7. Ok, I double checked the issue just to make sure I wasn’t crazy – and I’m not. Mr. Terrific calls Pierce JEFF multiple times in a conversation discussing his daughter Thunder and his teaching career. How the hell do you get that confused with John Henry Irons? Furthermore, how do you even try to answer a correction with anything other than “oops, my bad” when it’s OBVIOUS that is, indeed, YOUR bad?

    She blows my mind sometimes.

    Also, Judo master is, in fact, hot and asian. Is it really so odd for a hormone-fueled teenager to refer to her as an asian hottie?

    Comment by Crackerbob — February 15, 2008 @ 11:22 pm

  8. Crackerbob,

    Didn’t you already make your “point” at 4thletter? This is boring enough as it is.

    Comment by CrackerBill — February 17, 2008 @ 3:10 am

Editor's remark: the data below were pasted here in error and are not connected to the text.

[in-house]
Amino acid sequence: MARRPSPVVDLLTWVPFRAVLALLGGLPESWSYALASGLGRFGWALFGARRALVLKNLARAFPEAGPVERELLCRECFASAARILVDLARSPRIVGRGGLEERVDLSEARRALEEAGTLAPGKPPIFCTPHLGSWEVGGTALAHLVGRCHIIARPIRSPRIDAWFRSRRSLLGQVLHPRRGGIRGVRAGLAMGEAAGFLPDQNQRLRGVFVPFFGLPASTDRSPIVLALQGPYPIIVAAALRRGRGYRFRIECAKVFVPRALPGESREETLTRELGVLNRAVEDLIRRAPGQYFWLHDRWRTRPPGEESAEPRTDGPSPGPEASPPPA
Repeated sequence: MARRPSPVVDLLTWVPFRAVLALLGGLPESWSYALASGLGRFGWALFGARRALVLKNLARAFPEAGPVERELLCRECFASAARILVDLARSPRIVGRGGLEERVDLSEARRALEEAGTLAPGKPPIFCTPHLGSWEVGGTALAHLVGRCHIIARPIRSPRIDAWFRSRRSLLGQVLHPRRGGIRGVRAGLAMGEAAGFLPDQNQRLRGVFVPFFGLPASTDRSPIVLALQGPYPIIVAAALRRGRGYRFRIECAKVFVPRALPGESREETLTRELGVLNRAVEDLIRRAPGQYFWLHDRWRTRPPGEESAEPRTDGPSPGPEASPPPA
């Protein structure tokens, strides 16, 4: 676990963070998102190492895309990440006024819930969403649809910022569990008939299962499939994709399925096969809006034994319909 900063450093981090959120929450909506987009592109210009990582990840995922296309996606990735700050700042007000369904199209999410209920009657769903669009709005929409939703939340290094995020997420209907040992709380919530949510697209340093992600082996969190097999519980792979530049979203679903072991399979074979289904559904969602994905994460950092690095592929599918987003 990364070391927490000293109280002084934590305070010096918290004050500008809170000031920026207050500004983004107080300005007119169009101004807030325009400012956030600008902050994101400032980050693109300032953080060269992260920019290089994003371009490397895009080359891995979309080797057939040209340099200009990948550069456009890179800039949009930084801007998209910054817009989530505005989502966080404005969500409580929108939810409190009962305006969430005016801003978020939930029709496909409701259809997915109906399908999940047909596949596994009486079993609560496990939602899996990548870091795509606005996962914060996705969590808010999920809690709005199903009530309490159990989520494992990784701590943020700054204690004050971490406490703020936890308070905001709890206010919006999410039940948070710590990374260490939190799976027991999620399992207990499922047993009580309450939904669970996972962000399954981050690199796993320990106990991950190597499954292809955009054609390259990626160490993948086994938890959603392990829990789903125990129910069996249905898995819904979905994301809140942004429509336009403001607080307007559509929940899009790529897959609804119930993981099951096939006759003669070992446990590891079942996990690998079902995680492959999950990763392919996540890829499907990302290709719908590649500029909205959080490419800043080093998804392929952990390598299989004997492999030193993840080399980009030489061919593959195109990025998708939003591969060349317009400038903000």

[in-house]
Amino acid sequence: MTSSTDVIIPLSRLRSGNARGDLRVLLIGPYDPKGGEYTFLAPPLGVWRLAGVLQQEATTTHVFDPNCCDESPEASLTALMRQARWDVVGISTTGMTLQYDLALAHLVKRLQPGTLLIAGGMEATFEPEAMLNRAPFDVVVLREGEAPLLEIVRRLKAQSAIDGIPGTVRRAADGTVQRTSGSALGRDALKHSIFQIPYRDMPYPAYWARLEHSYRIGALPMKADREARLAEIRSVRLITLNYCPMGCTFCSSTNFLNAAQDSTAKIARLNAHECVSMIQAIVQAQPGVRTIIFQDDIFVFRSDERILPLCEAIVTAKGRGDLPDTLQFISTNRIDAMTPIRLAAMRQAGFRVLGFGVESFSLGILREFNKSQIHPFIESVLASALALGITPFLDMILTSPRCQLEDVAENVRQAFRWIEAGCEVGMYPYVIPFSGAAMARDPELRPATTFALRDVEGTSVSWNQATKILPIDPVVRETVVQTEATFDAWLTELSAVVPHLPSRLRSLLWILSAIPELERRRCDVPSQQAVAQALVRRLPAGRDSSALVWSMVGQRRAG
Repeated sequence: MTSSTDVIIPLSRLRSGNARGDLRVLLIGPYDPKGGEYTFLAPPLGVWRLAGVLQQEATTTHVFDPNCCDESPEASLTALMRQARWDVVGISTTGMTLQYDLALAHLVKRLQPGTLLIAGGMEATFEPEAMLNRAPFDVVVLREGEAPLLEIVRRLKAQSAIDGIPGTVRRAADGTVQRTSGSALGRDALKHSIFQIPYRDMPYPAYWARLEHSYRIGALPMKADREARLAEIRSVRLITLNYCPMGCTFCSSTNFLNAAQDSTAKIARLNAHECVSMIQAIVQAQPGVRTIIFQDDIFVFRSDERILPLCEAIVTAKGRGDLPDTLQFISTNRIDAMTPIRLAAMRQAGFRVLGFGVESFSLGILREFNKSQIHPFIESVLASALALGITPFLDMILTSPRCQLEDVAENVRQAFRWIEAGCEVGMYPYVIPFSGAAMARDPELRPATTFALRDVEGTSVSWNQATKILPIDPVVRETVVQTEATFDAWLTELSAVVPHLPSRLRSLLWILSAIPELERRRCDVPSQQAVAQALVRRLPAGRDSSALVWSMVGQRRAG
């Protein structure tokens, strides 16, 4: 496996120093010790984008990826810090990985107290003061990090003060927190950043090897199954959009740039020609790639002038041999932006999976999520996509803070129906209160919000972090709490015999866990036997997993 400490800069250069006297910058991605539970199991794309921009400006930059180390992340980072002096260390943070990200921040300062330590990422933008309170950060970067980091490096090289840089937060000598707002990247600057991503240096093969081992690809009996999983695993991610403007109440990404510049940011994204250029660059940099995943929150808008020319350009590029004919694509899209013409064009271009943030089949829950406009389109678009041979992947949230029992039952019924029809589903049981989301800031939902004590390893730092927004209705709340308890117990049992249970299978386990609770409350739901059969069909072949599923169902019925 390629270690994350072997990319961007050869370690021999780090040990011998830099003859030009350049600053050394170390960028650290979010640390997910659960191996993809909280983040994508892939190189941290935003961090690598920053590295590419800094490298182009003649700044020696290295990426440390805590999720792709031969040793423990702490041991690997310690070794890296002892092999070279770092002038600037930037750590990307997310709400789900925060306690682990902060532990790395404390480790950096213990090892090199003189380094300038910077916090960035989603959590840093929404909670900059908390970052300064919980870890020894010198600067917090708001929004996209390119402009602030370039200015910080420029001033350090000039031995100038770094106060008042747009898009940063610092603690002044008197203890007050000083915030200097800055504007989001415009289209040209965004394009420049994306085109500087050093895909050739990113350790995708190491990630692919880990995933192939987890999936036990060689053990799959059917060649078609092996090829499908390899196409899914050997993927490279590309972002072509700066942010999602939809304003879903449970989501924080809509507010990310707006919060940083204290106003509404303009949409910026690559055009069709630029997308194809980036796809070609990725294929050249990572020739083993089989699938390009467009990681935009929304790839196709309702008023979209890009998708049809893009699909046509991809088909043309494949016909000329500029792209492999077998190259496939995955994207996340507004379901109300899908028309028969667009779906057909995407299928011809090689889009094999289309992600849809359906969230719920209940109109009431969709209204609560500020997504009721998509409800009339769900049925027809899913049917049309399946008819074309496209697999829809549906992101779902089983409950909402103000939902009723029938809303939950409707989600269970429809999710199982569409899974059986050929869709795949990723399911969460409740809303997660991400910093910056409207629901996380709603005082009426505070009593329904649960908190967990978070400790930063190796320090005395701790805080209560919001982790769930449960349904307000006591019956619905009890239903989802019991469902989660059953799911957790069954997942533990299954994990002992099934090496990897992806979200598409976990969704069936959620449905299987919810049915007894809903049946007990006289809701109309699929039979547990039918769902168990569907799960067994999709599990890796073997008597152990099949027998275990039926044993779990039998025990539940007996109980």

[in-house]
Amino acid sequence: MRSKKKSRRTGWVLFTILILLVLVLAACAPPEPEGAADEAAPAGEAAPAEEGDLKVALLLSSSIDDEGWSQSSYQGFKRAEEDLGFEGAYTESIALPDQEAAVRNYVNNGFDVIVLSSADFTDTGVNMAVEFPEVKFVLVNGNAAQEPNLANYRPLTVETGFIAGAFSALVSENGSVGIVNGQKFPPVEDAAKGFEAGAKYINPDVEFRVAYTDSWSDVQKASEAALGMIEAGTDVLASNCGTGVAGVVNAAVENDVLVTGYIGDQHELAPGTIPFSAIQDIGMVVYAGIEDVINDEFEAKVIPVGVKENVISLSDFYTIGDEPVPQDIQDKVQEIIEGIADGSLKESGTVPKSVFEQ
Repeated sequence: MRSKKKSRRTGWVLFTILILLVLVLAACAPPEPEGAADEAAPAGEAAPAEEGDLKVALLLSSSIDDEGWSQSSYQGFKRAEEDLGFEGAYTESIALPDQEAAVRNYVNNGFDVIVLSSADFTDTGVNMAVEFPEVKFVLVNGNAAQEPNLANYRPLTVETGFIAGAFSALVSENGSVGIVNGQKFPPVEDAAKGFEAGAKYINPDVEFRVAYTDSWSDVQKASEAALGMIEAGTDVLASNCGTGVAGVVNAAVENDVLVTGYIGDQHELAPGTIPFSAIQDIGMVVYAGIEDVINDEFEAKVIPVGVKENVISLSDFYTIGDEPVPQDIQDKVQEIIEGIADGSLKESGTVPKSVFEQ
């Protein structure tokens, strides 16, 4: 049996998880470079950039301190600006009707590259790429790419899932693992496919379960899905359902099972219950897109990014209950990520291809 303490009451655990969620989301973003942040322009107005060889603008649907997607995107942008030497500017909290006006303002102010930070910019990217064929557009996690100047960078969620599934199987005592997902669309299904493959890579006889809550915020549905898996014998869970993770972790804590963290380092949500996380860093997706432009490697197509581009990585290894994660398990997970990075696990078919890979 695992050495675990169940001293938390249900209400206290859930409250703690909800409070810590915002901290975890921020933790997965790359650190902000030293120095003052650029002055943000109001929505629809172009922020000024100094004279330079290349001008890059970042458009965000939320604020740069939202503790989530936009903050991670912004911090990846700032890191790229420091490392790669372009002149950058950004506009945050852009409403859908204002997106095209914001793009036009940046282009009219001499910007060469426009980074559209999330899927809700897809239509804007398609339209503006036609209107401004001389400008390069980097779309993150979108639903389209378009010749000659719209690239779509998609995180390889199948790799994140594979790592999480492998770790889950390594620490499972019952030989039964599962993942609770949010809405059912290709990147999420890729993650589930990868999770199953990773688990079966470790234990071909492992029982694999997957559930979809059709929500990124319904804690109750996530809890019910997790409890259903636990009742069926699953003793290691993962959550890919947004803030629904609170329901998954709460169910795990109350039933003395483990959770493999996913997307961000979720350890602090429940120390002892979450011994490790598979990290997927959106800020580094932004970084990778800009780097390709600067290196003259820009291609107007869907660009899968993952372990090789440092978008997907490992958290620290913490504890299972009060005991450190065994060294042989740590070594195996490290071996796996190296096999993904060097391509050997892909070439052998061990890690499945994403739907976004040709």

9. […] of my own and I just did my taxes tonight so I’m in a raw mood so I decided to do this post. Pedro responded to her earlier, but that kid is just trying to get some e-cred so don’t read his blog at all. He definitely […]

    Pingback by 4thletter! » Blog Archive » Black History Month 14: The Sambo Samba — March 2, 2008 @ 11:38 pm

  10. […] Pedro Tejeda at Funnybook Babylon: The second one is being told by non-blacks that most “black” characters are bland and uninteresting. That the current crop of characters out there is only good when being written by black writers, even though sometimes even then it’s not good enough for others. My frustrations is that it places these characters inside a ghetto. Don’t touch these characters unless you are black enough. You have to be this black to use them or they might as well be palette-swapped versions of existing white characters. The current crop of existing black characters are just quota fillers and you have to pass the paper bag test to be able to interject some energy into them. […]

    Pingback by Blog@Newsarama » Just Past the Horizon: Bland? — May 21, 2008 @ 1:21 pm